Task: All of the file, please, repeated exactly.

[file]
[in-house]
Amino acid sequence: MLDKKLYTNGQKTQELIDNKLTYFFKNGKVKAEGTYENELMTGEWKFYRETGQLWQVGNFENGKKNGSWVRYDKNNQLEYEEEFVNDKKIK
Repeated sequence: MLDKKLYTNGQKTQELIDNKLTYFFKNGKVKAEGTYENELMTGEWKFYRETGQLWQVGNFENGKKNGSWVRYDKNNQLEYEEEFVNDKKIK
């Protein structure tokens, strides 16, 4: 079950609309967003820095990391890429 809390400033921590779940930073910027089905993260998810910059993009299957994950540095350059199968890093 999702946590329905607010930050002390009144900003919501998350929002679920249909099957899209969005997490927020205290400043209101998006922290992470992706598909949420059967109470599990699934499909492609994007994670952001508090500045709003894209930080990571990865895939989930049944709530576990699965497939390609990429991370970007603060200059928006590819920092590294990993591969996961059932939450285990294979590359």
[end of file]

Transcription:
[in-house]
Amino acid sequence: MLDKKLYTNGQKTQELIDNKLTYFFKNGKVKAEGTYENELMTGEWKFYRETGQLWQVGNFENGKKNGSWVRYDKNNQLEYEEEFVNDKKIK
Repeated sequence: MLDKKLYTNGQKTQELIDNKLTYFFKNGKVKAEGTYENELMTGEWKFYRETGQLWQVGNFENGKKNGSWVRYDKNNQLEYEEEFVNDKKIK
């Protein structure tokens, strides 16, 4: 079950609309967003820095990391890429 809390400033921590779940930073910027089905993260998810910059993009299957994950540095350059199968890093 999702946590329905607010930050002390009144900003919501998350929002679920249909099957899209969005997490927020205290400043209101998006922290992470992706598909949420059967109470599990699934499909492609994007994670952001508090500045709003894209930080990571990865895939989930049944709530576990699965497939390609990429991370970007603060200059928006590819920092590294990993591969996961059932939450285990294979590359």